Adriaan Roets
4 minute read
20 Nov 2019
1:54 pm

A guide to free things at concerts

Adriaan Roets

A certain big-name British singer is heading to a certain big arena next to Northgate Mall this weekend. If payday is looming, here's how you can get 'things' in for free.

Picture: iStock

If you met me at a braai and we had a few glasses of wine, you’d probably walk away with the following facts about me.

I’m a bit of a libtard, a champagne socialist, very optimistic with an incredibly dark sense of self.

You’d also find out about the fact that I love a bargain. In fact, one of the most relatable things I recently heard was an interview comedian Nicole Byer had with Seth Meyers, where she talks about her former love of shoplifting when times were tough.

“I used to love shoplifting,” she exclaims in the interview before adding, “It’s the best. You pick out what you want and you don’t pay.”

When it comes to giant corporations, and the toxic manifestation of exploitation within those systems, it’s easy to root for the Byers of the world.

Steal from the rich, give to the poor (even if it’s yourself).

But at the same braai, you’ll also find out I have a certain moral compass where stealing is wrong.

But that doesn’t mean I can’t jump the system.

And as a millennial, with limited income and no medical aid, sometimes you have to jump a few turnstiles to get a partial free ride.

Many concerts at this unnamed arena in Joburg have taught me the ticket for getting your buzz on is expensive, and I simply don’t have wads of cash for that.

But without outright stealing, if your wallet is a little low and you’re heading to a concert on Saturday, here’s things that can be Mahala.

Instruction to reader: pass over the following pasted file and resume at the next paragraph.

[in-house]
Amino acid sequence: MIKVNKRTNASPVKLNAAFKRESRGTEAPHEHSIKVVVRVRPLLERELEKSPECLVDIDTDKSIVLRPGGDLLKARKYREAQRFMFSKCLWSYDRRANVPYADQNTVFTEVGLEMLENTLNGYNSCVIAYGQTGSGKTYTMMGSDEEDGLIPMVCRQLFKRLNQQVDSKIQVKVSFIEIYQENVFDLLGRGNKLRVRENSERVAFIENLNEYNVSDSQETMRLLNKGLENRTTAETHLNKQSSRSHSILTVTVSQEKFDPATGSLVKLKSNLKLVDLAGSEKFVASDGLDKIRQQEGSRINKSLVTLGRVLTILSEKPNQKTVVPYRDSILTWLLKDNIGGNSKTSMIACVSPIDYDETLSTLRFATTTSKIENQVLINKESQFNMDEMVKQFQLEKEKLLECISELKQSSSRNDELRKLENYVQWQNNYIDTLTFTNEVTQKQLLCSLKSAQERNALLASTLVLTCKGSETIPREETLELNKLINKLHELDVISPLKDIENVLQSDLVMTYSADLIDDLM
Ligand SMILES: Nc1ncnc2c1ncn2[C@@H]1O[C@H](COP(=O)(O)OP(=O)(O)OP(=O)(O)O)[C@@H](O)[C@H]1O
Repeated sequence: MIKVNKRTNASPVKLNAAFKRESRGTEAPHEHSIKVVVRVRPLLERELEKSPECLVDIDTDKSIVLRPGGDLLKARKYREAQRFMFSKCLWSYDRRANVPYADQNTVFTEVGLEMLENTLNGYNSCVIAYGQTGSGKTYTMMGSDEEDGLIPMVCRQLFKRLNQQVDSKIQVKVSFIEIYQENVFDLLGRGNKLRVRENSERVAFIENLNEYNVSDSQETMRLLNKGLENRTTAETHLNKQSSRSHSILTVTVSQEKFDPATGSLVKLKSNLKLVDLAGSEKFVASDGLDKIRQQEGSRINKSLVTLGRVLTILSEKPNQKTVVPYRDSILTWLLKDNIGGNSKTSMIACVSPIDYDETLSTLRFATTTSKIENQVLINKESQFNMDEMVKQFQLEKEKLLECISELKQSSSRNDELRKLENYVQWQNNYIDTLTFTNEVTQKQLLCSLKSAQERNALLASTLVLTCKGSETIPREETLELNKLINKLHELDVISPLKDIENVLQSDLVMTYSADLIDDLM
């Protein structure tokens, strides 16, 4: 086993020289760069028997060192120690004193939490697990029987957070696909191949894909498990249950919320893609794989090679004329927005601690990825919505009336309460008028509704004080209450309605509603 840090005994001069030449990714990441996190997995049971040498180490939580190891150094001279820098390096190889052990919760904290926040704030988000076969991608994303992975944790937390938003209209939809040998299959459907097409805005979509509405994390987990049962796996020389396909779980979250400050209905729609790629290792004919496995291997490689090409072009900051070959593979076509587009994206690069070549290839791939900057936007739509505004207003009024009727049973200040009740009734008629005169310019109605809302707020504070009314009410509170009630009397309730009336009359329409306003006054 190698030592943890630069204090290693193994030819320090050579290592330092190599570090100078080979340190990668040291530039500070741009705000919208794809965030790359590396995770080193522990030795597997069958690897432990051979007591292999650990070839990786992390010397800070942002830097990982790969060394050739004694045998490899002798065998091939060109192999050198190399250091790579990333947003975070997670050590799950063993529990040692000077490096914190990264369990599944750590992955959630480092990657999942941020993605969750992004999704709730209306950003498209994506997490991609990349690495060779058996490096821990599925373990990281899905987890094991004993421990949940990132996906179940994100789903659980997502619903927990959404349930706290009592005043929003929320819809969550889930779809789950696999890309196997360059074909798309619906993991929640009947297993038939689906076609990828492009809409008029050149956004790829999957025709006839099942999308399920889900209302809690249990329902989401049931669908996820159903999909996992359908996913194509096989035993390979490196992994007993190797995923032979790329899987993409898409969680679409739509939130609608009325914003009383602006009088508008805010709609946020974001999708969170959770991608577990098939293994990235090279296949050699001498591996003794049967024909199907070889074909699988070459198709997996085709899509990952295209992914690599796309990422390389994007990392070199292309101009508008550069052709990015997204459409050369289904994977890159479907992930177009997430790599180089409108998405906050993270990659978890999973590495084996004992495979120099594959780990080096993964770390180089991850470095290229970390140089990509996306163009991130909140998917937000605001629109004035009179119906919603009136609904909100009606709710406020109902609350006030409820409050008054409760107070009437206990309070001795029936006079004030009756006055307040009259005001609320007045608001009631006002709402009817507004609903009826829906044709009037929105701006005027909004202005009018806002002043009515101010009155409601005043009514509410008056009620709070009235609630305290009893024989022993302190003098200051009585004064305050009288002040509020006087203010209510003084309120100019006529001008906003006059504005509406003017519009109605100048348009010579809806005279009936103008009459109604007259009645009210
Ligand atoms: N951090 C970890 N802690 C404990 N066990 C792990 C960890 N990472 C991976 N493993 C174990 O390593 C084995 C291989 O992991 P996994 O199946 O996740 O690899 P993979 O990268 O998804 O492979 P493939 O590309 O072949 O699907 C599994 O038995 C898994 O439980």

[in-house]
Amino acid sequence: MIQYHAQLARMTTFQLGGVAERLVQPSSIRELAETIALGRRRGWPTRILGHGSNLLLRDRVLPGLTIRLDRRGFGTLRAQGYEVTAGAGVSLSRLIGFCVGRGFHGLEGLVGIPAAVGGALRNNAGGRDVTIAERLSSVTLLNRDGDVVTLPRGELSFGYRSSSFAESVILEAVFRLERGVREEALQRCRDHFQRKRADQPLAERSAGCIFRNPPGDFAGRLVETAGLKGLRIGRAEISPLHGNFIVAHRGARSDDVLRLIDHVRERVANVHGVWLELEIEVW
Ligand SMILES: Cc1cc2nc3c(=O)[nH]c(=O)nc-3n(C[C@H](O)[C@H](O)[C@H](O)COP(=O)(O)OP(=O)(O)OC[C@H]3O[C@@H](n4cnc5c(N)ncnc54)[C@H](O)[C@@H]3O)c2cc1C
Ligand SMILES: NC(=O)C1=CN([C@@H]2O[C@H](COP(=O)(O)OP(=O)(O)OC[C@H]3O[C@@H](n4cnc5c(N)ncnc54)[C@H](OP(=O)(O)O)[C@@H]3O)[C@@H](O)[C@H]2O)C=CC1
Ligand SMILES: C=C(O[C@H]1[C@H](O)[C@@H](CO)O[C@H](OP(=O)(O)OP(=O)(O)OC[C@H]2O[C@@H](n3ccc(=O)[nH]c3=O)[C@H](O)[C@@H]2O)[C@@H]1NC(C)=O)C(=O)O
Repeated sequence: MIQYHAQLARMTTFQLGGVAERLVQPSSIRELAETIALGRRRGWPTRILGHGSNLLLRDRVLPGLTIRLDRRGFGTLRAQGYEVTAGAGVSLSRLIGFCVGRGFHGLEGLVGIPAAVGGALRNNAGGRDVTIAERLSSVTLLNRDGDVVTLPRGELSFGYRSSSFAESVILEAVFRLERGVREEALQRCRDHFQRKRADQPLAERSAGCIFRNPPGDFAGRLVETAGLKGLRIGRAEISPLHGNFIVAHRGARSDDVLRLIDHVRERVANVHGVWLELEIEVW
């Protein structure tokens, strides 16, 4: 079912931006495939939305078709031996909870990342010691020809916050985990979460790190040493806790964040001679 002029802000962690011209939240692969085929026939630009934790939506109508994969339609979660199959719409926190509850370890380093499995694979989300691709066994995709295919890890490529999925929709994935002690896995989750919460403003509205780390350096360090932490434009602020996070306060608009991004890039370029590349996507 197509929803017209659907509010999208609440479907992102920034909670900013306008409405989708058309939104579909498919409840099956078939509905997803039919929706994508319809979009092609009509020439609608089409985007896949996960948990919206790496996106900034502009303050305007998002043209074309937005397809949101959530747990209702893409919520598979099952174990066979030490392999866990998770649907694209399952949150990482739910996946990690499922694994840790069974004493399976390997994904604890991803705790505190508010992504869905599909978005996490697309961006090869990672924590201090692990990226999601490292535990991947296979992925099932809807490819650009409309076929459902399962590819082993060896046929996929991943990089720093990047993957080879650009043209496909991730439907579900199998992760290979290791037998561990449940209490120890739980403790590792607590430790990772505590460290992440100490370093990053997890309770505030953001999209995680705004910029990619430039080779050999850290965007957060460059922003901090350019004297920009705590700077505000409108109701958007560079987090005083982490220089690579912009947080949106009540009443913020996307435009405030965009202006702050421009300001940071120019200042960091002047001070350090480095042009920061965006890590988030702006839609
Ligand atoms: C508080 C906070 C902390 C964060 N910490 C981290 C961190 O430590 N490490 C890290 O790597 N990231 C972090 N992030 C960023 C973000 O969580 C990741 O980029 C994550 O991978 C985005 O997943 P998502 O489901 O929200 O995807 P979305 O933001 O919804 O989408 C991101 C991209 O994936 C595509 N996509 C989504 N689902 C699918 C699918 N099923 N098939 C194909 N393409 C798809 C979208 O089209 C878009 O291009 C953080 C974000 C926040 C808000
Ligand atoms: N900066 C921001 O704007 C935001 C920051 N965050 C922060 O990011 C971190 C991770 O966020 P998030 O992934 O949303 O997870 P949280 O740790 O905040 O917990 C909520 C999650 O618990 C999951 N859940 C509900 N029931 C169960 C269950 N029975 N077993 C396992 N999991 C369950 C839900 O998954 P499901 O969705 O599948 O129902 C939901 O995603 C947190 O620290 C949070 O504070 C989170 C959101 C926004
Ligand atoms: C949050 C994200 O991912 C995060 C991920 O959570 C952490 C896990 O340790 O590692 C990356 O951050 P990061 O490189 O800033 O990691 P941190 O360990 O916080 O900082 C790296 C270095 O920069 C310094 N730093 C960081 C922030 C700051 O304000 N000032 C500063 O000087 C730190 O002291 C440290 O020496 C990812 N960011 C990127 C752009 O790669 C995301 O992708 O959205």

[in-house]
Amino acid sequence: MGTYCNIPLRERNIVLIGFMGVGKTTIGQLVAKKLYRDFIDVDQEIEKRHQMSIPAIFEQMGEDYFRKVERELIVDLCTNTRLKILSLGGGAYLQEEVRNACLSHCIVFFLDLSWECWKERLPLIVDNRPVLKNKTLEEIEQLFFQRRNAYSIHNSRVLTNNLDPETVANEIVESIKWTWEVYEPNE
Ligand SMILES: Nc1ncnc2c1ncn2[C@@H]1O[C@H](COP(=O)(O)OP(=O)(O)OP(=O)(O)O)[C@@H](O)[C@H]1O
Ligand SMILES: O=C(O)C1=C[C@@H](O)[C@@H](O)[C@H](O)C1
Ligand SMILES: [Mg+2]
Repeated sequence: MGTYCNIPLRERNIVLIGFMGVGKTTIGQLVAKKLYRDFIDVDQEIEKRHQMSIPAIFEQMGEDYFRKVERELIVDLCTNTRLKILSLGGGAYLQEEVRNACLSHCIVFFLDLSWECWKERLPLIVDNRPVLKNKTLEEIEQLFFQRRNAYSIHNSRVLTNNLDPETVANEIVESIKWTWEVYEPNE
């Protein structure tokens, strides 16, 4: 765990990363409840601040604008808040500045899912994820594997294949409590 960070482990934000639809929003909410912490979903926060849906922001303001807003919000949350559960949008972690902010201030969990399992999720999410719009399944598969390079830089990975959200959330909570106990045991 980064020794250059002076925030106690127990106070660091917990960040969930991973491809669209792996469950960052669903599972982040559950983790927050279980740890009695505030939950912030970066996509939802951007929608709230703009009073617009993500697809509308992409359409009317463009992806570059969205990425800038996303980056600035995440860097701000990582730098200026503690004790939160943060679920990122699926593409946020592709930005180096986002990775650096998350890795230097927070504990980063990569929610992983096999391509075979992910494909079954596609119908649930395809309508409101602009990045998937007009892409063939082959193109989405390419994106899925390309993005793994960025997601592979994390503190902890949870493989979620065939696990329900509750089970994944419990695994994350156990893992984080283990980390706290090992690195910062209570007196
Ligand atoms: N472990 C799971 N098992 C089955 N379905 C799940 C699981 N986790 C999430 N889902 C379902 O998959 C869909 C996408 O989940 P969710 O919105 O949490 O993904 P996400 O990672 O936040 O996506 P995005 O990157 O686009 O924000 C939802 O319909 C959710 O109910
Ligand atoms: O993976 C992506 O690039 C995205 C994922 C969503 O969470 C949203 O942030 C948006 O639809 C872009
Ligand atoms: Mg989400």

From Red Bull to free tees, get to the concert arena a little earlier to see what you can find.

If someone wearing branded shirts heralds you closer, take a gamble. You might just walk away with a free shot, keychain or cap.

Remember to take a backpack and don’t be afraid to visit people promoting drinks more than once.

There will be more than one promotion so take advantage of each opportunity.


Paying upwards of R100 for bad wine sends chills down your spine. Concerts take even greater advantage of crowds when it comes to alcohol mark-ups.

You can get past security with our own drink – as long as you don’t make the error of decanting it into glass or metal, or store it in your backpack.

Take hard liquor and decant it into zip-lock bags that you reinforce with plastic wrap. Or, you get tiny plastic hip flasks at a number of stores.

Tape these to your ankles or slip them under the lining of your jacket (you can mend it later). Once inside, bite off the corner and easily add to mix or take sneaky shots.

Be very wary of the security guards hovering about if you don’t want to be caught. Clear alcohol can easily be decanted into water bottles while other liquids can be mixed.

As an effort to measure out karma I usually still pay for mix.


There’s still some technicalities regarding cannabis for personal use – but it remains a staple at any live music event and you can’t escape it.

However, if you don’t smoke, but want an altered state, and don’t want to drink alcohol, edibles seem to be a great way for that little kick. Visit sites like to see options and also support the small businessmen and women behind the products.


Eating at concerts can be a long and arduous ordeal.

Long lines are particularly irksome at the arena where a concert is taking place on Saturday. Eating before going is almost always advised,

However, there is a smoking spot at Entrance 3 that is usually reserved for VVIP and Early Entrants upon entry to the dome, so those entering from other entrances don’t know about it.

There’s also a bar and food stalls on the outside that usually don’t have that many people hovering about. Take advantage of these shorter lines.

If you see me on Saturday at said concert, I’ll be the guy squeezing liquid from the corner of a ziplock bag.

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